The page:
If you’re not a hunter in the midwest, pheasant is not a game bird with much awareness. However, it is truly delectable when cooked properly, and should be more popular. This recipe for Asian glazed smoked pheasant turned out really well, and I was pleased to serve it to some friends. If you get the opportunity to try pheasant, you will be pleasantly surprised.
Dry Brining for flavor and moisture
I am not a huge brining person. First, I generally don’t have that much time before working on a recipe. Secondly, I just don’t prefer the flavor. But, never say never my friends. I decided to dry brine the two pheasants I was cooking and was very pleased with the results. The pheasants were very flavorful, and maintained an amazing amount of moisture, making for a very good meal. While you can dry brine very simply with just kosher salt, I added some seasonings and it really helped out the overall flavor.
The most important factor for juicy poultry is temperature
Am I glad I dry-brined these pheasants? Yes. Did it help the moisture? Probably. But the single most important factor in getting juicy poultry is properly cooking it. Poultry hits the “safe zone” at 165 degrees. “White meat” starts getting drier after that temp. The dark meat actually is better at a higher temperature, around 175. So, right from the get-go, you have a problem. Cook the dark meat slightly higher than the breasts. Well, if you have a fairly consistent cooker or grill, this really kind of works out on its own. The dark meat is usually thinner, and we tend to place it closer to the heat, so it will cook slightly faster. So the real key is monitoring temperatures so you get a properly cooked bird. I used MEATER probes, one in a breast and one in a thigh to ensure things were coming along perfectly. I pulled the pheasants about 4 degrees below my target temps and then covered them to let them rest. The carryover heat moved the temps into the perfect temp for serving. Knowing the exact degree your meal is at is a game-changer, and I highly recommend you invest in some MEATERS for cooking proficiency and enjoyment.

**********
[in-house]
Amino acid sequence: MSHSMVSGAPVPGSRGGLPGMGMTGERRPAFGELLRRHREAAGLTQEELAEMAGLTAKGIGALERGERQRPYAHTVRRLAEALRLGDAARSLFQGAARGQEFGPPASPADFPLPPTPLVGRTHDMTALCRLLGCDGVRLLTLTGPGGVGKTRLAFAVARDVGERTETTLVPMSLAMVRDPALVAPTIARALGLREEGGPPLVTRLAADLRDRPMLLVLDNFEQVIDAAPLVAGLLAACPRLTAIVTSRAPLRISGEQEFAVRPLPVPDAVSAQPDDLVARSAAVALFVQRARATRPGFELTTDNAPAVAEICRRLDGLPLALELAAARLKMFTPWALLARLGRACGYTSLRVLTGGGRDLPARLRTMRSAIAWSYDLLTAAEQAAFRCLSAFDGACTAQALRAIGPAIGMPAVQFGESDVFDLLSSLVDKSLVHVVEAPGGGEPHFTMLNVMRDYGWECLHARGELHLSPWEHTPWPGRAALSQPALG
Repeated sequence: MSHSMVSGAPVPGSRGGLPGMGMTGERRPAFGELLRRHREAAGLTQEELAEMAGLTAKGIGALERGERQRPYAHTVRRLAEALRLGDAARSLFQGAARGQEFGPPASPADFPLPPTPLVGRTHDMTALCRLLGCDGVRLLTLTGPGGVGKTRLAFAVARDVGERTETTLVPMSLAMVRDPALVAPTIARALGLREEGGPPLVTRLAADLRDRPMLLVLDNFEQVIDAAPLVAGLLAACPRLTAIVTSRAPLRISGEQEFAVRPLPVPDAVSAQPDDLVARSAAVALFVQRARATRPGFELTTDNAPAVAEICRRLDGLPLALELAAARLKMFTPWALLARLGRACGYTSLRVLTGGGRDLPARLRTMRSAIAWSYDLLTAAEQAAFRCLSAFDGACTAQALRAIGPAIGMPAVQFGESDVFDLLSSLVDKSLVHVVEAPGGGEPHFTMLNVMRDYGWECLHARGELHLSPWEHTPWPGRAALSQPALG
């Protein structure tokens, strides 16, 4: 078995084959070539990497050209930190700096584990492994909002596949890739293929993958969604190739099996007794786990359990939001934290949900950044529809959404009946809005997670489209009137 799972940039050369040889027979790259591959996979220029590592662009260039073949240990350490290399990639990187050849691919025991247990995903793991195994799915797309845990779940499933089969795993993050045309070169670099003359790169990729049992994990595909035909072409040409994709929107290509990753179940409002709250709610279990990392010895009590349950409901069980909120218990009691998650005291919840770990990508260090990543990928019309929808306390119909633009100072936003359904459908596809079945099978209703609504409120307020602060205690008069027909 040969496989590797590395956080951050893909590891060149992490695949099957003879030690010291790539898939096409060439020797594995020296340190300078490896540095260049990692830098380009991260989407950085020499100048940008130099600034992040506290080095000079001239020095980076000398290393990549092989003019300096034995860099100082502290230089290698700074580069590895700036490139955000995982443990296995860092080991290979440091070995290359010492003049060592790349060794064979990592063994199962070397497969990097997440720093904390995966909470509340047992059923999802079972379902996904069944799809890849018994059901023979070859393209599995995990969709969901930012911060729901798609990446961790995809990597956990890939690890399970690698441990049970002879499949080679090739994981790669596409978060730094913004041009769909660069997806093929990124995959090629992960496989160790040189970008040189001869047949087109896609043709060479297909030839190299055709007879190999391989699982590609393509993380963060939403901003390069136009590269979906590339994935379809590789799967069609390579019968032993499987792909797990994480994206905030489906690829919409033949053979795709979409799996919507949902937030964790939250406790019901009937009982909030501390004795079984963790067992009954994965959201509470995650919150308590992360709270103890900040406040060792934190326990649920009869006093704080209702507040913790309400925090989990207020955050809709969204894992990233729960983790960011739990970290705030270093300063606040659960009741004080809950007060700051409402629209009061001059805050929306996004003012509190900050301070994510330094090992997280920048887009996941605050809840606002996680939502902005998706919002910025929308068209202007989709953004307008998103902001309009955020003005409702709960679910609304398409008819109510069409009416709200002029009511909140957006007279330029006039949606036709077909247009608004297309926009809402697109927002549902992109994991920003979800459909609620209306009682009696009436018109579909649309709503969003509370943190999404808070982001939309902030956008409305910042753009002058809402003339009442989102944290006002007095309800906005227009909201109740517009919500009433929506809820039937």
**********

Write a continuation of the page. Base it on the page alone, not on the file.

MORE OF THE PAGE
Carving and serving
I had a couple of friends over, so I cooked two pheasants for four people. It was more than enough. Pheasants have a surprising large breast for a gamebird, so there was plenty of white meat to carve. I basically carved them like small turkeys.
As always, I hope you enjoy!Print